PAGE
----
Talk:stick

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You are looking at stick. Try Stick. —Stephen 18:05, 10 June 2007 (UTC)

-- Visviva 15:19, 13 February 2008 (UTC)

"Stick of furniture"[edit]

The use of "stick" in the idiom "every stick of furniture" should be mentioned. 24.29.228.33 07:25, 5 May 2008 (UTC)

It is - it is currently definition number 8 in the Noun section. Thryduulf 11:06, 5 May 2008 (UTC)
Actually, I just added it and then reordered all the definitions. Should have noted that here, sorry. :-) -- Visviva 11:43, 5 May 2008 (UTC)

Partridge[edit]

The New Partridge Dictionary of Slang gives a number of additional senses that I have been unable to verify, as of this writing: handgun, burglar's pry-bar, fighter pilot, prostitute, thousand dollars, PCP, prisoner's personal influence. -- Visviva 22:54, 9 May 2008 (UTC)

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stick

Looking for verification of two plausible senses, for which I haven't been able to find any substantiation:

  • Australian slang sense: A gram of marijuana wrapped in foil.
  • Military sense #3: A line of infantry in a landing craft. -- Visviva 23:01, 9 May 2008 (UTC)
I seem to recall the latter sense referring to a planeload (C-47, WWII) of paratroopers. DCDuring TALK 14:18, 12 May 2008 (UTC)
We have that as military sense #2 (#27). So far, every promising-looking cite I've found for this has turned out to involve parachuting rather than landing via a landing craft. -- Visviva 14:36, 12 May 2008 (UTC)
I took a run at this searching for "stick-of" and (Marines OR beach OR landing or surf) and still got references to helicopters (!) or paratroopers. The helicopter sense would easily fit with #27, although it is distinguishable and derived. DCDuring TALK 15:50, 12 May 2008 (UTC)
(Australia, slang) Approximately one gram of marijuana wrapped in a small cylinder of aluminium foil.
{{quote-book|1961|Carmelo Soraci|The Convict and the Stained Glass Windows|page=230|url=http://books.google.com/books?id=pwUyAAAAIAAJ|passage= {{...}} and how they'd give anything to have a fix or puff on a '''stick''' of dope.}}

This citation doesn't match the definition.

(military) A line of infantry in a landing craft (usually 2 per craft)

No citations given. Removing both until cited. - TheDaveRoss 18:45, 31 May 2009 (UTC)

The usage of 'stick' for an aircraft control column surely derives from early flight mechanisms, when it was just a stick? The wheel section came a lot later than Lillienthal, Wright or Bleriot. And 'joy' (as in joy-stick) was what you derived from it's correct use & mechanical operation? :) Does anyone know if 'joy-stick' is WW1 usage? Archolman 13:58, 17 November 2010 (UTC)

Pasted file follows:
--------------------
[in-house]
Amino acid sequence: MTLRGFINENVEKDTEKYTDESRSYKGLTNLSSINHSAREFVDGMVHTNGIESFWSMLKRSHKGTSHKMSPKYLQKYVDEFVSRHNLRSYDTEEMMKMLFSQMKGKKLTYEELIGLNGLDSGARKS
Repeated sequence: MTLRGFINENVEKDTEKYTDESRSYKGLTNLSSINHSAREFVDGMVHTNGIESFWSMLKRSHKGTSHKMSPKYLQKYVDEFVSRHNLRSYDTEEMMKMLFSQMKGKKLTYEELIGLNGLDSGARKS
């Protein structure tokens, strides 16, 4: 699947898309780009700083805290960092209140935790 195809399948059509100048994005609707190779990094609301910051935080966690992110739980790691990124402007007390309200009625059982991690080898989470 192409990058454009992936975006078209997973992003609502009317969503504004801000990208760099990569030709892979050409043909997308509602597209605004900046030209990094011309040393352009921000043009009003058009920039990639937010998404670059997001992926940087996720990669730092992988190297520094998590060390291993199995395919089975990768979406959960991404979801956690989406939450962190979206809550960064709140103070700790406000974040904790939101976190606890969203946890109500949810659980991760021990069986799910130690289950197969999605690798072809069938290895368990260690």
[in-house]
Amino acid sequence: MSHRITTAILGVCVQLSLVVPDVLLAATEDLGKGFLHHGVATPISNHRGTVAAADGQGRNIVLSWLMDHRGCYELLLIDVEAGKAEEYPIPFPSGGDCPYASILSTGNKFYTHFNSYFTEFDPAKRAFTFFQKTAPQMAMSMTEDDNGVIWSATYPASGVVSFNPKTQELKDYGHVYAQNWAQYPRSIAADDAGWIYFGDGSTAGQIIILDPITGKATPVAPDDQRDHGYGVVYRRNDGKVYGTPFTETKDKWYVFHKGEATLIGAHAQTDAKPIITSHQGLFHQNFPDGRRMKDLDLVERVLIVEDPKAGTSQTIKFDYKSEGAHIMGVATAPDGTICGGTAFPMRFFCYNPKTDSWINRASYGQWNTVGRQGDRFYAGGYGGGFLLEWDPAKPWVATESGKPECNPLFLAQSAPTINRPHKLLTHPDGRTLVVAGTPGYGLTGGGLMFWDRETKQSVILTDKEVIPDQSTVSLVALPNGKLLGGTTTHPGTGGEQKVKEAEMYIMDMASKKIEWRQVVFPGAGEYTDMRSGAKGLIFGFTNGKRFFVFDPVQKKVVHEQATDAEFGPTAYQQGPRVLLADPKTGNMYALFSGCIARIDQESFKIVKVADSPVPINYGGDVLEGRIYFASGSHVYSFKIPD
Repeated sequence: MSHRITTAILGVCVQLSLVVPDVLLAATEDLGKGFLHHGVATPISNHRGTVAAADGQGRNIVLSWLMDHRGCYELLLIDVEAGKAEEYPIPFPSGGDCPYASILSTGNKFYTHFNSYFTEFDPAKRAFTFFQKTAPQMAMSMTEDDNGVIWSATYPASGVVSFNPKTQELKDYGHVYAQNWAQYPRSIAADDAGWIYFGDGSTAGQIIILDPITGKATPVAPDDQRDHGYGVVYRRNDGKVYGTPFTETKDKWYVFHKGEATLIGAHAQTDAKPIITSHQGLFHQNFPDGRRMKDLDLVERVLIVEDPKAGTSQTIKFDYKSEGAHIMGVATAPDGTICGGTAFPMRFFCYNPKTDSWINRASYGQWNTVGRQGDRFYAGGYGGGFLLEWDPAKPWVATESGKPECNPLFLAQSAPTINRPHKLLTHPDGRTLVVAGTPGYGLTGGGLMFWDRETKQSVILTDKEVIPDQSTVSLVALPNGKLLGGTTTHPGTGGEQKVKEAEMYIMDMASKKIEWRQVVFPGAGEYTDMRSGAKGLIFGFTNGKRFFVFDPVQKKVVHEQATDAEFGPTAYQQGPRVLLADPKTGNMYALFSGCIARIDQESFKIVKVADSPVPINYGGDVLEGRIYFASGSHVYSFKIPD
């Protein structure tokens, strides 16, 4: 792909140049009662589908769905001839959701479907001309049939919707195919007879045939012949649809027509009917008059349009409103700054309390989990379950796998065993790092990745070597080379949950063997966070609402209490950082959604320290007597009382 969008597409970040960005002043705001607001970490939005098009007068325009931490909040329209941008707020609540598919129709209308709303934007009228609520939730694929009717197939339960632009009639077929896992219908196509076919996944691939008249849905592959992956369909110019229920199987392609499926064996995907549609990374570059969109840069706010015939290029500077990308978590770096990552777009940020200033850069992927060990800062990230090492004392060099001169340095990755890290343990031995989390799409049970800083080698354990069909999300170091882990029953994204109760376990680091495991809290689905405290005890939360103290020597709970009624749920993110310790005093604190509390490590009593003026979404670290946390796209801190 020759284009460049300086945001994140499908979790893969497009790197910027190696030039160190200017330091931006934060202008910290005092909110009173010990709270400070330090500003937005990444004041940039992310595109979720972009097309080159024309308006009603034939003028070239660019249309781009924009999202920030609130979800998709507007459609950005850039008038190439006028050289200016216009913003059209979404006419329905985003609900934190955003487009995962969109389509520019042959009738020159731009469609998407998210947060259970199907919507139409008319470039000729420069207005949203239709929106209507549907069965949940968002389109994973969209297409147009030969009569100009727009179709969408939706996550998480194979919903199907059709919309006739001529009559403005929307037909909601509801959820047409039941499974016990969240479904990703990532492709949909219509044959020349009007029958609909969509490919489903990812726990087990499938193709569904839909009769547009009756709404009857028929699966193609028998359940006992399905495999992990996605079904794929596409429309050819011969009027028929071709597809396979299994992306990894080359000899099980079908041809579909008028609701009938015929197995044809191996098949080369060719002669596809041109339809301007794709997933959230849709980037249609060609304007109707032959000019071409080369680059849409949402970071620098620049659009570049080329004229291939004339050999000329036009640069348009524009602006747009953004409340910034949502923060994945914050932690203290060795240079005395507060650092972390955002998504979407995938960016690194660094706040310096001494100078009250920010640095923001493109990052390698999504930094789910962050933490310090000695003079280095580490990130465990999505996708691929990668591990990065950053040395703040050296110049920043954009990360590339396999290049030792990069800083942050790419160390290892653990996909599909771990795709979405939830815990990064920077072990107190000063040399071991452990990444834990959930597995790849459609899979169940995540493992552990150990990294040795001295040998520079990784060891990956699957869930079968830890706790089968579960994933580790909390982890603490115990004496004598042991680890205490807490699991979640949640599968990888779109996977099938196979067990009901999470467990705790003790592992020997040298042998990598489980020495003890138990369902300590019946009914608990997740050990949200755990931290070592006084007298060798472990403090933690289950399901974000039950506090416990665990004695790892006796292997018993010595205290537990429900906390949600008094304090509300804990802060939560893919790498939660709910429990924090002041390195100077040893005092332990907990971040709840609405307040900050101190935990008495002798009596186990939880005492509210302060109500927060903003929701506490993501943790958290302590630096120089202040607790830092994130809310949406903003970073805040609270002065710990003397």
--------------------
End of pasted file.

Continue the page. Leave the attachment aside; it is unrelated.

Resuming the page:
RFV[edit]

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stick
noun
  • RFV of these noun senses:
  1. (US) A two by four, the standard board used in constructing a frame house.
    Is this sense really that narrow ("a two by four"), or does it mean "any (usable) board"?
  2. (Australian, slang) Approximately one gram of marijuana wrapped in a small cylinder of aluminium foil.
    This sense was tagged but not listed by someone earlier.
  3. (slang) An unsocial person, particularly one who is either withdrawn or stuck-up.
    Those citing this sense should be careful to distinguish it from the similar senses "a person" and "a thin or wiry person; particularly a flat-chested woman". - -sche (discuss) 06:16, 21 February 2012 (UTC)
re 2x4 sense: a broader sense seems right. The following cite virtually excludes 2x4 as wider lumber is used for rafters and joists:
  • 2009, Rob Thallon, Graphic Guide to Frame Construction, page 128:
    Stick framing— One advantage of stick framing is that the space within the roof ... A second advantage is that complex roofs may be stick-framed more economically than truss-framed.
—This unsigned comment was added by DCDuring (talkcontribs).
That looks more like a separate term, "stick framing". As a native US speaker, the two by four limitation sounds quite plausible, though I haven't heard either version of that sense in use. Chuck Entz 14:50, 21 February 2012 (UTC)
Two senses RFV-failed, banished to the citations namespace and struck above. The other RFVs remain open. - -sche (discuss) 00:45, 27 March 2012 (UTC)
I've RFV-failed, and thus broadened, the 'board' sense. - -sche (discuss) 04:26, 11 April 2012 (UTC)
verb
  • RFV of this verb sense:
  1. To strike someone with a stick.
    Because this is under etymology 1, I presume it means "to club someone with a stick", whereas a sense "to pierce someone with a stick" would belong under etymology 2. I can find examples of "they sticked him", but it's not clear yet which of those senses they support. - -sche (discuss) 06:16, 21 February 2012 (UTC)
So far, none of the citations I've found unambiguously support a sense of "beat"; they all seem to mean "pierce". - -sche (discuss) 22:49, 22 February 2012 (UTC)
RFV-failed. I have moved the verb from etyl 1 to etyl 2, and modified it accordingly (which means, speaking practically, that I've deleted the existing verb sense and added a new one in a different place). - -sche (discuss) 04:38, 11 April 2012 (UTC)